This film was followed up with The Invisible Man Returns (1940), which starred different actors and focused on different characters. The protagonist is Dr. Griffin's brother, also a scientist, who helps a man who's been wrongly convicted of murder. He injects the man with invisibility serum so he can escape prison, solve the crime, and clear his name.
Next came The Invisible Woman (1940), Invisible Agent (1942), and The Invisible Man's Revenge (1944). Another sequel was in the works, but after the success of Abbott and Costello Meet Frankenstein (1948), the script was rewritten into another horror-comedy crossover.
In Abbott and Costello Meet the Invisible Man (1951), the titular duo plays bumbling private detectives investigating the murder of a boxing manager. A boxer named Tommy, who has been accused of the crime, asks for their help in proving his innocence. He also asks a scientist, Dr. Gray, to inject him with an invisibility serum so he can evade the police. Dr. Gray refuses, arguing that Dr. Griffin, who discovered the serum, was driven insane by it. Tommy steals the serum and injects himself, and helps Abbott and Costello solve the case.
7. Abbott and Costello Meet Dr. Jekyll and Mr. Hyde (1953)
The Strange Case of Dr. Jekyll and Mr. Hyde is a Gothic novella written by Robert Louis Stevenson, released in 1885. It focused on a respected scientist, Dr. Jekyll, who invents a serum that transforms him into the murderous Mr. Hyde. Horrified at Mr. Hyde’s actions, Dr. Jekyll resolves to abstain from the serum, but struggles with temptation.
Film adaptations of the novella were released in 1908, 1912, 1913, 1920, 1931, and 1941—none of which were made or distributed by Universal Pictures, the company behind Abbott and Costello Meet Dr. Jekyll and Mr. Hyde (1953). This was the first time Universal did a crossover involving a film they had no part in making.
In this film, the comedic duo play Slim and Tubby, American cops who travel to London to study police tactics. They meet the friendly scientist Dr. Jekyll, unaware that his alter-ego, Mr. Hyde, is responsible for a recent city-wide murder spree. Unlike in the original novella, this version of Dr. Jekyll turns into Mr. Hyde on purpose to murder fellow scientists who scoff at his experiments.
Boris Karloff—known for playing Frankenstein’s Monster in Frankenstein (1931) and the Mummy in The Mummy (1932)—played Dr. Jekyll in the film, while Mr. Hyde was played by stuntman Eddie Parker, who went uncredited.
8. Abbott and Costello Meet the Keystone Kops (1955)
From 1912 to 1917, Keystone Film Company produced a series of silent slapstick comedies involving a group of bumbling policemen dubbed the Keystone Kops. They starred in twelve films alongside famed comedians such as Mabel Normand, Roscoe Arbuckle, and Charlie Chaplain. Most of these films have been lost.
Though the popularity of the Keystone Kops waned in the 1920s, Universal somehow still decided on making Abbott and Costello Meet the Keystone Kops (1955) decades later. After filming was completed, the producers considered retitling it Abbott and Costello in the Stunt Men, since the Keystone Kops weren’t relevant anymore.
The film, which takes place in 1912, begins with Abbott and Costello’s characters being conned into buying a worthless deed to a motion pictures studio. The con man heads to Hollywood, where he poses as a famous European director. Abbott and Costello track him down in the hopes of getting their money back and end up landing jobs as Hollywood stunt men. They later realize the director they’re working for is the man who conned them, so they ask the Keystone Kops for help in apprehending him.
Three of the original Keystone Kops—Hank Mann, Heinie Conklin, and Herold Goodwin—appeared in this film, along with Mack Sennett, the director of the original films.
9. Abbott and Costello Meet the Mummy (1955)
The Mummy (1932) originally starred Boris Karloff as the titular monster, an ancient Egyptian priest named Imhotep who is resurrected by a cursed scroll. This film was loosely remade as The Mummy’s Hand (1940), in which Tom Tyler played the Mummy, now named Kharis. All three of that film’s sequels—The Mummy’s Tomb (1942), The Mummy’s Ghost (1944), and The Mummy’s Curse (1944)—starred Lon Chaney Jr. as the Mummy.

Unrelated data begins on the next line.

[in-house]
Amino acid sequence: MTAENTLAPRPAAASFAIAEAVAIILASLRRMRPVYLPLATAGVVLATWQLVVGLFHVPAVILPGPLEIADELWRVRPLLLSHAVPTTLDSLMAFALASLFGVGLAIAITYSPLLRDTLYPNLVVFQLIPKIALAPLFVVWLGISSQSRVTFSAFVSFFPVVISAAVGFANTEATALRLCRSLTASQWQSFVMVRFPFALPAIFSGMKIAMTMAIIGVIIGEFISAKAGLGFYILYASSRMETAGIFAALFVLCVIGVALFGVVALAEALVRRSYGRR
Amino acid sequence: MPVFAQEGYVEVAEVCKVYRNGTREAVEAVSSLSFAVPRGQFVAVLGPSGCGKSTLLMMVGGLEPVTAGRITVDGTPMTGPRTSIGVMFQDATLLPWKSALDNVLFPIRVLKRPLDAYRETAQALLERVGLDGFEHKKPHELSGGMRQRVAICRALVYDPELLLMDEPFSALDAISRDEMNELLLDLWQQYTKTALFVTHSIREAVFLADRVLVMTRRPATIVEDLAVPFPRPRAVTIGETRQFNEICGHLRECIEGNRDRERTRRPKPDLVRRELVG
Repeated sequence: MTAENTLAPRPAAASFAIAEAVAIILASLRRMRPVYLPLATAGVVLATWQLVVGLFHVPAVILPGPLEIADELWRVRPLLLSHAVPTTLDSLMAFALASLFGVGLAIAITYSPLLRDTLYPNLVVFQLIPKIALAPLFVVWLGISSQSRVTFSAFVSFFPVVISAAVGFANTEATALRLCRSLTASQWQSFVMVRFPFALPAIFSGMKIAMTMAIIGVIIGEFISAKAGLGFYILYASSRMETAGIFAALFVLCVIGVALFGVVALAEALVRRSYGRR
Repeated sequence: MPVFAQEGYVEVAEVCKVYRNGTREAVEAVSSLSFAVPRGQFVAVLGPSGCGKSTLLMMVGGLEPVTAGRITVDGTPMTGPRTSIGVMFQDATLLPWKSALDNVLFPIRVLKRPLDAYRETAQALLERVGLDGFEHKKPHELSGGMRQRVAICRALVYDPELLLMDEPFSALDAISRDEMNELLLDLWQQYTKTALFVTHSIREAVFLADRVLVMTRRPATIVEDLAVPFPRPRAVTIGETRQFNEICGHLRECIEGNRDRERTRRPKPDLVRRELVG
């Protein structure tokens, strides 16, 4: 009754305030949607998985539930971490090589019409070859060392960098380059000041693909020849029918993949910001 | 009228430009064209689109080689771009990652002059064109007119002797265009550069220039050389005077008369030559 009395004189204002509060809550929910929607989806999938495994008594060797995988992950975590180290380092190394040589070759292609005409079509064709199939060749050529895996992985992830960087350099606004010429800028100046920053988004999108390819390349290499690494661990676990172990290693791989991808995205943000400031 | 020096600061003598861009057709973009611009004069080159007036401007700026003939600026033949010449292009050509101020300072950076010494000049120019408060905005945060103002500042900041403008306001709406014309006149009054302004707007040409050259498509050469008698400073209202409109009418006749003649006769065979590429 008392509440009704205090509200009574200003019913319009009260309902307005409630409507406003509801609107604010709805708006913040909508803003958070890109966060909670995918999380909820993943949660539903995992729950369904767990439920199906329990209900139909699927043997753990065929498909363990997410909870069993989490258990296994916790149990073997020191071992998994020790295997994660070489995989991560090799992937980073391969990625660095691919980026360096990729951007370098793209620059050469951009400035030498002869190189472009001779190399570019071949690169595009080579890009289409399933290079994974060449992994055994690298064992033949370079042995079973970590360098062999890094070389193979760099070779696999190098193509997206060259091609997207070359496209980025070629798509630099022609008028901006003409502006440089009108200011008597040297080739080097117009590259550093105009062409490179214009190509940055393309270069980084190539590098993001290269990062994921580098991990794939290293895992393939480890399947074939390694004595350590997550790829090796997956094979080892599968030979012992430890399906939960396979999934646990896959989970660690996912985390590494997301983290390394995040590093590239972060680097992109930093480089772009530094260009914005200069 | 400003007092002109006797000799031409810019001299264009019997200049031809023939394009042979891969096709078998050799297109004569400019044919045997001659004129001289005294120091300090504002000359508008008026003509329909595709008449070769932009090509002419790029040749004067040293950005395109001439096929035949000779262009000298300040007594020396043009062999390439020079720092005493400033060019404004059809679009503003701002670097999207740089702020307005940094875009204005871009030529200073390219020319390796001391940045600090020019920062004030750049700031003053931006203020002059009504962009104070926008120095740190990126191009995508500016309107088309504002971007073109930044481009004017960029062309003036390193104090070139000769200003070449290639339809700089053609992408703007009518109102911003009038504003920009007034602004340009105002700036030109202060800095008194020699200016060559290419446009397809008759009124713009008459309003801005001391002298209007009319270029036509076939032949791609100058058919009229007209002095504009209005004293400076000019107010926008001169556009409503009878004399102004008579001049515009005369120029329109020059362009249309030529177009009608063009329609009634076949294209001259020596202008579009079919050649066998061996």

Chaney Jr.’s stunt double, Eddie Parker, ended up being cast as the Mummy in Abbott and Costello Meet the Mummy (1955). In this version, the Mummy is named Klaris, and he only has eight minutes of screen time in the third act of the film. The plot focuses more on Abbott and Costello’s characters as they become stranded in Egypt and come to possess a cursed medallion. They’re pursued by the leader of a cult that plans to resurrect Klaris, as well as a businesswoman seeking an ancient Egyptian treasure.
This would end up being Abbott and Costello’s last Universal Pictures film. Universal would later release a compilation film, The World of Abbott and Costello (1965), which contained clips from eighteen films they made from 1941 to 1955, along with narration from comedian Jack E. Leonard.
The comedic duo starred in their last film, Dance With Me, Henry (1956), the following year. They later voiced cartoon versions of their comedy personas for a short-lived animated series in 1967.
10. King Kong vs. Godzilla (1962)
King Kong (1933) is a classic monster movie about a giant gorilla from an uncharted territory called Skull Island. A film crew finds King Kong while scouting for exotic shooting locations, and they capture him and take him to New York City. The gorilla soon breaks out of his chains and wreaks havoc on the city.
This film was a box-office success and became renowned for its groundbreaking special effects. It may have even paved the way for monster movies like Godzilla (1954), which spawned the longest-running film franchise in history. Godzilla is a dinosaur-like sea creature that emerges from the Pacific Ocean and goes on a destructive rampage through Japan.
King Kong vs. Godzilla (1962) is a Japanese comedy film that satirizes the ratings-obsessed media. The story begins with the CEO of a pharmaceutical company that sponsors television shows. Seeking a way to boost business, the CEO sends employees to capture King Kong in the hopes of filming him for publicity and profit. But while Kong is being transported, Godzilla emerges and begins terrorizing Japan. Kong breaks free from captivity, and the two begin attacking each other.
Godzilla has since been the subject of several more crossovers, including Mothra vs. Godzilla (1964), Godzilla vs. Monster Zero (1965), Godzilla vs. Hedorah (1971), Godzilla vs. Gigan (1972), Godzilla vs. Megalon (1973), and Godzilla vs. Mechagodzilla (1974).
femi from Nigeria on January 23, 2020:
Nice research l have watched many of the films especially the horror ones. I am a real film freak even considered becoming a film director, l like abbot and Costello. Your writing style is unique and a breadth of fresh Air just love it!